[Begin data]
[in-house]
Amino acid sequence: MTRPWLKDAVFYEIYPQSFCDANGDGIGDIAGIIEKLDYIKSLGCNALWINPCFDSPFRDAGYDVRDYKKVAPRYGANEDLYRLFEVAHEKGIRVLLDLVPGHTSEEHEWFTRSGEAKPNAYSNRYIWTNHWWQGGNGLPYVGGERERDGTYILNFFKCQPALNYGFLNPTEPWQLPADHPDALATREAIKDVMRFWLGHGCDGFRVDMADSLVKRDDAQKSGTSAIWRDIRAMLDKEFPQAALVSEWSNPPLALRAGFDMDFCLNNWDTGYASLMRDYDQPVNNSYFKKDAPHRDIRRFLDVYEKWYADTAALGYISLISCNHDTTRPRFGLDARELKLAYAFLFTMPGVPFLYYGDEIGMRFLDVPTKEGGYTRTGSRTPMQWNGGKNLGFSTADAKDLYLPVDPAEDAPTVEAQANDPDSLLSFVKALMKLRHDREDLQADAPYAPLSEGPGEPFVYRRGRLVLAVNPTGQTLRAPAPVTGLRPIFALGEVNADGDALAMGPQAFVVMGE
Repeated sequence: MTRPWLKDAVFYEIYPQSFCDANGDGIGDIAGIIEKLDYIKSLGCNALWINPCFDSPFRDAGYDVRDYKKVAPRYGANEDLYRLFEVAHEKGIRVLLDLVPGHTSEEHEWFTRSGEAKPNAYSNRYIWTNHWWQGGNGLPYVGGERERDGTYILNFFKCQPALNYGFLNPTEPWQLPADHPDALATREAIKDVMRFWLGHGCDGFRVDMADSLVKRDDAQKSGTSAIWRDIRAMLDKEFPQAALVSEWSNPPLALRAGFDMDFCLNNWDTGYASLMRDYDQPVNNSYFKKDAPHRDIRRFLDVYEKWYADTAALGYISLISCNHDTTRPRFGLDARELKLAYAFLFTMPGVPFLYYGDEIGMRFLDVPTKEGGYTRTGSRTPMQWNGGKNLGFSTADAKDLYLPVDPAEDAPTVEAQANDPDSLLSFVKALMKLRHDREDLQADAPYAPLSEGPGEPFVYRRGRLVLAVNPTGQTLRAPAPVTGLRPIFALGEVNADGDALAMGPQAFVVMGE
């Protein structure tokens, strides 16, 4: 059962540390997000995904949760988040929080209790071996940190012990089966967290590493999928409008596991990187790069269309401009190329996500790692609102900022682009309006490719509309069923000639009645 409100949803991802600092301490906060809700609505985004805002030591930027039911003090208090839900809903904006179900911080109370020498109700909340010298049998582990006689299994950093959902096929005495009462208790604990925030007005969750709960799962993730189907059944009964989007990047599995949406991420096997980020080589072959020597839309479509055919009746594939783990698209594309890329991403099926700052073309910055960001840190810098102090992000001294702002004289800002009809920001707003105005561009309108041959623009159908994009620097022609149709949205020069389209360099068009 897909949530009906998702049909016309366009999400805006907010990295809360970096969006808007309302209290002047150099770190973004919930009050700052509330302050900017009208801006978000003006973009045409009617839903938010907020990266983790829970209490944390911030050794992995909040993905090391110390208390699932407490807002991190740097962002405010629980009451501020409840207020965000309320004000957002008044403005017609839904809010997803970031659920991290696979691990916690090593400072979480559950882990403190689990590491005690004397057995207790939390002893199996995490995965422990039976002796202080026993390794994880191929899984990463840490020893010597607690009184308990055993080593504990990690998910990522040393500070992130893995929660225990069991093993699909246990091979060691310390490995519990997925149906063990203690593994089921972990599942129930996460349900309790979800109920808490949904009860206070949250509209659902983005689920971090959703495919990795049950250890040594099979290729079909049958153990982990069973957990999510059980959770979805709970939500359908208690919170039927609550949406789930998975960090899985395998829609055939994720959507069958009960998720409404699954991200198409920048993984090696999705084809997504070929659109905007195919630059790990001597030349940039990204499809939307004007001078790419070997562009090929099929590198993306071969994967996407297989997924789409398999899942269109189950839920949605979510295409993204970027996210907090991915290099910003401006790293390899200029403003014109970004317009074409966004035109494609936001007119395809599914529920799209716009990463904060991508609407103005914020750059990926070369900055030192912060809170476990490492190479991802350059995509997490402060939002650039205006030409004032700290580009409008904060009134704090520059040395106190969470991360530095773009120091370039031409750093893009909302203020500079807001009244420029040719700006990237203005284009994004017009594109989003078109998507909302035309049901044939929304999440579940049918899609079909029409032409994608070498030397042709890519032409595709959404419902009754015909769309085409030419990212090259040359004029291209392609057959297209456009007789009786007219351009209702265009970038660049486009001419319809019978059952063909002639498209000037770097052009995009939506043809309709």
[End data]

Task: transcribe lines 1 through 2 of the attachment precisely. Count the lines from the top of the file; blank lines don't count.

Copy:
[in-house]
Amino acid sequence: MTRPWLKDAVFYEIYPQSFCDANGDGIGDIAGIIEKLDYIKSLGCNALWINPCFDSPFRDAGYDVRDYKKVAPRYGANEDLYRLFEVAHEKGIRVLLDLVPGHTSEEHEWFTRSGEAKPNAYSNRYIWTNHWWQGGNGLPYVGGERERDGTYILNFFKCQPALNYGFLNPTEPWQLPADHPDALATREAIKDVMRFWLGHGCDGFRVDMADSLVKRDDAQKSGTSAIWRDIRAMLDKEFPQAALVSEWSNPPLALRAGFDMDFCLNNWDTGYASLMRDYDQPVNNSYFKKDAPHRDIRRFLDVYEKWYADTAALGYISLISCNHDTTRPRFGLDARELKLAYAFLFTMPGVPFLYYGDEIGMRFLDVPTKEGGYTRTGSRTPMQWNGGKNLGFSTADAKDLYLPVDPAEDAPTVEAQANDPDSLLSFVKALMKLRHDREDLQADAPYAPLSEGPGEPFVYRRGRLVLAVNPTGQTLRAPAPVTGLRPIFALGEVNADGDALAMGPQAFVVMGE